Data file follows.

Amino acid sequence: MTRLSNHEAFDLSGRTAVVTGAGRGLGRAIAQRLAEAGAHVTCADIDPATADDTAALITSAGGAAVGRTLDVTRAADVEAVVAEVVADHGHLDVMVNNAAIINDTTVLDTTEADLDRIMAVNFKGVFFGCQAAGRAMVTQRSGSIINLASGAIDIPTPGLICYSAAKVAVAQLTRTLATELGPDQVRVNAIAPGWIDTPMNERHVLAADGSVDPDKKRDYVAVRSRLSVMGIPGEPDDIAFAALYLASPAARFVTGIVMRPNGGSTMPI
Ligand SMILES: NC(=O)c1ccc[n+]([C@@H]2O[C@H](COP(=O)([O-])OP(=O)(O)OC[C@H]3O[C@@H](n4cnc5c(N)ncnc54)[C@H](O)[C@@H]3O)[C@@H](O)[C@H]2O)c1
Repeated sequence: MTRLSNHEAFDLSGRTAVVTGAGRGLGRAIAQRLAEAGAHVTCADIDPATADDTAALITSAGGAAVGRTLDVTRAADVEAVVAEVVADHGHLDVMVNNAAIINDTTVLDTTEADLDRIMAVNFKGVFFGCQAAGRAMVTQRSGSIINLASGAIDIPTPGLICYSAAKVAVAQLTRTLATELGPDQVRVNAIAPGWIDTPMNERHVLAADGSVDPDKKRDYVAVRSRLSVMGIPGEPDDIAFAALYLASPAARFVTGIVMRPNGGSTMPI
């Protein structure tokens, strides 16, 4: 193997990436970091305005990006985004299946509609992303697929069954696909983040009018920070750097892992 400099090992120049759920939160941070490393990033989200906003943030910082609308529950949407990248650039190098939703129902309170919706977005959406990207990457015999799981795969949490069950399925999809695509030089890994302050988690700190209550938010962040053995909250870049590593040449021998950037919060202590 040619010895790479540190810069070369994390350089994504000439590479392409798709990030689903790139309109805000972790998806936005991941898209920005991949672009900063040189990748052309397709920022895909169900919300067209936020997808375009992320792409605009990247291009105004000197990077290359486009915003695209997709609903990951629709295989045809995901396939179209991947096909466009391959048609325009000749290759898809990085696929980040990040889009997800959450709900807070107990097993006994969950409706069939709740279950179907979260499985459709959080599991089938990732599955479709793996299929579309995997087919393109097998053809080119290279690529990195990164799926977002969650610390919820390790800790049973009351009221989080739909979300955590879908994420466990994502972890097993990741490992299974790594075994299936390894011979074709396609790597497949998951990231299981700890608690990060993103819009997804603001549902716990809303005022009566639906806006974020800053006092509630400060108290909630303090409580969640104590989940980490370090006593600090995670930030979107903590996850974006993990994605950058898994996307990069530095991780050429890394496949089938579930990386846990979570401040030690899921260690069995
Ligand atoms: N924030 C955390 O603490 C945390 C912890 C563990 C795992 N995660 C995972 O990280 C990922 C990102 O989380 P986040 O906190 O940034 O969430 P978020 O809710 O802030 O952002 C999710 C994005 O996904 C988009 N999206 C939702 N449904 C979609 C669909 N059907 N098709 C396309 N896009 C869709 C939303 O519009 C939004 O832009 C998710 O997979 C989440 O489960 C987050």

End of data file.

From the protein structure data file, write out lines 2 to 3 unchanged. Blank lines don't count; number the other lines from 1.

Ligand SMILES: NC(=O)c1ccc[n+]([C@@H]2O[C@H](COP(=O)([O-])OP(=O)(O)OC[C@H]3O[C@@H](n4cnc5c(N)ncnc54)[C@H](O)[C@@H]3O)[C@@H](O)[C@H]2O)c1
Repeated sequence: MTRLSNHEAFDLSGRTAVVTGAGRGLGRAIAQRLAEAGAHVTCADIDPATADDTAALITSAGGAAVGRTLDVTRAADVEAVVAEVVADHGHLDVMVNNAAIINDTTVLDTTEADLDRIMAVNFKGVFFGCQAAGRAMVTQRSGSIINLASGAIDIPTPGLICYSAAKVAVAQLTRTLATELGPDQVRVNAIAPGWIDTPMNERHVLAADGSVDPDKKRDYVAVRSRLSVMGIPGEPDDIAFAALYLASPAARFVTGIVMRPNGGSTMPI